Week in review: February 17

What we’re reading this week.


With so much news breaking these days, we don’t want readers to miss the stories that shape our Western economies, landscape and lives. So every Friday, we share the stories we’re paying attention to, from around the region and the country: the Western week in review. —Kate Schimel, Deputy Editor-Digital

Fisheries under the Trump administration

Federal officials use regulations to open and close fishing seasons, adjust quotas, and otherwise manage fisheries. The Trump administration’s executive order calling for the rollback of two federal regulations for every new regulation passed could make it impossible for the government to manage fish stocks, according to a letter two U.S. representatives sent to the administration early this month. We’re keeping an eye on how the executive order might impact Pacific coast fisheries, in particular. Have a question or an idea? Email editorial intern Emily Benson at [email protected].

Outdoor retailer to leave Utah

After talks between outdoor industry leaders and Utah elected officials broke down, Outdoor Retailer has announced it is leaving the state. The trade show, which has taken place in Salt Lake City for 20 years, has been a major economic boon in the state. In a press release, the Outdoor Industry Association, a trade group, said they asked Utah Gov. Gary Herbert to revoke support for efforts to transfer federal lands to state control and to rollback the Antiquities Act and reverse the Bears Ears monument designation. See our map below for the value recreation brings to each Western state. Read more about the standoff between the sagebrush rebels and the outdoor industry in Utah here.

In her own words

Writer Jenni Monet, who was arrested while covering the protests at Standing Rock and charged with criminal trespass and engaging in a riot, writes: “I could walk away and allow my charges to play out in court. I could sit back and let police lie to local media about how I never presented my press credentials when asked when, in fact, I did. And I could just keep it to myself that white women I was jailed with told me they were not strip-searched upon being booked, but that Native American women like me were. But silence helps no one where inequality exists. That’s why I stayed at Standing Rock when the live trucks left. And that’s why I’ll continue to report on one of the greatest indigenous struggles in modern times.” – Columbia Journalism Review

Endangered Species Act in danger

The Washington Post reports that a Senate hearing to “modernize the Endangered Species Act” “unfolded Wednesday just as supporters of the law had feared, with round after round of criticism from Republican lawmakers who said the federal effort to keep species from going extinct encroaches on states’ rights, is unfair to landowners and stymies efforts by mining companies to extract resources and create jobs.” House Republicans have promised to pick up the fight too. For background, read our story from December on Utah Rep. Rob Bishop’s promise to kill the four-decade-old Act.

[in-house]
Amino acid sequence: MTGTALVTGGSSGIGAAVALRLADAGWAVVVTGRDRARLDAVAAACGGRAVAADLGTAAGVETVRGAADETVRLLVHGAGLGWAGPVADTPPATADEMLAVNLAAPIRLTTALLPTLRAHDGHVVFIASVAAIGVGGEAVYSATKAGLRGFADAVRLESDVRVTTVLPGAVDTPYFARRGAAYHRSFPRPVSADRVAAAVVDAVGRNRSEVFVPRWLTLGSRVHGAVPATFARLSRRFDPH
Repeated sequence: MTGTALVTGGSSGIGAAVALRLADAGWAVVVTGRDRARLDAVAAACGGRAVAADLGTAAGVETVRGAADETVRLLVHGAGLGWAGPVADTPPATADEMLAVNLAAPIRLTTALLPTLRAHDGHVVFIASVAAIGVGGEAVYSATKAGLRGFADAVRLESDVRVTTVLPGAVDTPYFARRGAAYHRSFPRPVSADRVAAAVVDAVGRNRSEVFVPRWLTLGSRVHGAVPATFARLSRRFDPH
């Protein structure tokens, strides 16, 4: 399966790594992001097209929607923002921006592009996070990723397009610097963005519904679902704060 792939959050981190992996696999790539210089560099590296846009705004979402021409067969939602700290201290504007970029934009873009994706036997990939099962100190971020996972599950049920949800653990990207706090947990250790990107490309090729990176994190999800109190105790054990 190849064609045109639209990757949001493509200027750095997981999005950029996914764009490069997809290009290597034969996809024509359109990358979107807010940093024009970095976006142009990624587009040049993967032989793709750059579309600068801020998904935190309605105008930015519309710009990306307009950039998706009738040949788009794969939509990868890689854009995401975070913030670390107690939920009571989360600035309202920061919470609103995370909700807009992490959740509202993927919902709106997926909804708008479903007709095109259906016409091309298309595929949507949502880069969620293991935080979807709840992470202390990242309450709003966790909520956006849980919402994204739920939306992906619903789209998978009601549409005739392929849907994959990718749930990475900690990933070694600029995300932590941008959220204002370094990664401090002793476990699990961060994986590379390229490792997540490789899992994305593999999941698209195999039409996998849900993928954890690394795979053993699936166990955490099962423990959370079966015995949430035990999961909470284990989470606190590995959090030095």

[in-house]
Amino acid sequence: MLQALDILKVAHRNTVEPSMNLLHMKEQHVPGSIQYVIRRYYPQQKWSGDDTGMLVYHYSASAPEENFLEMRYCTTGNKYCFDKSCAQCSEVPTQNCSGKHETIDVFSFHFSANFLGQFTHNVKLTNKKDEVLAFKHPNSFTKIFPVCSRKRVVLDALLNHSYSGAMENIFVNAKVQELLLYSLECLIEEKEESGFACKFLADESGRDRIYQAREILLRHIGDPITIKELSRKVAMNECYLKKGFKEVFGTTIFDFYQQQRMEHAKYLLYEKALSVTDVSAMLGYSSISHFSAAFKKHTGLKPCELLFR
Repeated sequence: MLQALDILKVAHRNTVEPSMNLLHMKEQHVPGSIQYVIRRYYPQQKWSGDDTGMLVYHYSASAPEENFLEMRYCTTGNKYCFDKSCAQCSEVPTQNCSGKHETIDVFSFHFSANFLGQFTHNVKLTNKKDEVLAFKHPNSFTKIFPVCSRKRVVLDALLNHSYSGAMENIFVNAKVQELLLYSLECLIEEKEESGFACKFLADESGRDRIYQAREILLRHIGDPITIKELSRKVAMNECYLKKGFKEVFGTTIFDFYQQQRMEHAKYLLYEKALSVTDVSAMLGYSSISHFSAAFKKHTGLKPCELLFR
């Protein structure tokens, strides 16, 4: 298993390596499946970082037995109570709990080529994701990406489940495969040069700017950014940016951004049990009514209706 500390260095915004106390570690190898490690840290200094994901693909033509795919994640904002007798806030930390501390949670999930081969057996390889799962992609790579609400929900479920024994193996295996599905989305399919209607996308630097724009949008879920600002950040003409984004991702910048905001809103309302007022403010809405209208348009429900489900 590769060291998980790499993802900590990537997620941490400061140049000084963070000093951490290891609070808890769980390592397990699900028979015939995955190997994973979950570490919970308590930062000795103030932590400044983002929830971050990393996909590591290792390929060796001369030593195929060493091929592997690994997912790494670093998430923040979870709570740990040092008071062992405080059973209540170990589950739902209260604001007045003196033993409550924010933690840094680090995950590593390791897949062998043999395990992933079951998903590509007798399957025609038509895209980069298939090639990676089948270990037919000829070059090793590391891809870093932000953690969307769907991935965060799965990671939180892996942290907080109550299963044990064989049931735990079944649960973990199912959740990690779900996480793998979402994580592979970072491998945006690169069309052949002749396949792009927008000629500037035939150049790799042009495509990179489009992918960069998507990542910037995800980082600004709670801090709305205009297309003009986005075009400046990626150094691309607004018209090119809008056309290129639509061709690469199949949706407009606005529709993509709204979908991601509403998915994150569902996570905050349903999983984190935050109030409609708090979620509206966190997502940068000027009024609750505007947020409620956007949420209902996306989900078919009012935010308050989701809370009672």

The afterlife of the blob

Last year, a “blob” of warm water off the Pacific coast caused toxic algae blooms, disrupted prey supplies, contributing to the starvation of animals like sea lions and humpback whales. It also disrupted weather on land; new research indicates it increased ozone levels along the coast and even as far inland as Utah. “Temperatures were high, and it was much less cloudy than normal, both of which trigger ozone production,” Dan Jaffe, a professor of atmospheric sciences at the University of Washington Bothell and lead author of the study, told Science Daily. “And because of that high-pressure system off the coast, the winds were much lower than normal. Winds blow pollution away, but when they don't blow, you get stagnation and the pollution is higher.” More: ‘The blob’ of abnormal conditions boosted Western US ozone levels.

Chaffetz drama continues

It’s been a rocky new year for Rep. Jason Chaffetz, R-Utah: first, he introduced a bill earlier this year to “dispose” of “excess” public lands, identified in the 1990s by the Bureau of Land Management. After overwhelming negative response, he sent a letter to withdraw it. But he still faced down angry crowds at a townhall meeting. Now, it seems the bill he promised to kill is not dead quite yet. It was assigned to the Subcommittee on Federal Lands earlier this month, where it’s up to the chair and committee members to move it forward or not. We’ll be keeping an eye on it and other bills aimed at radically overhauling and curtailing federal land management. Follow along.

The West’s ugly internment history

From Managing Editor Brian Calvert: I’ve been looking at these photographs from Dorothea Lange, who documented the Japanese internment of the 1940s, and thinking on whether we as a nation have learned anything from history. I hope so, but perhaps not as much as we should have. Consider this, from the exhibit, in the LA Times, 1942: “A viper is nonetheless a viper wherever the egg is hatched—so a Japanese-American, born of Japanese parents—grows up to be a Japanese, not an American.”

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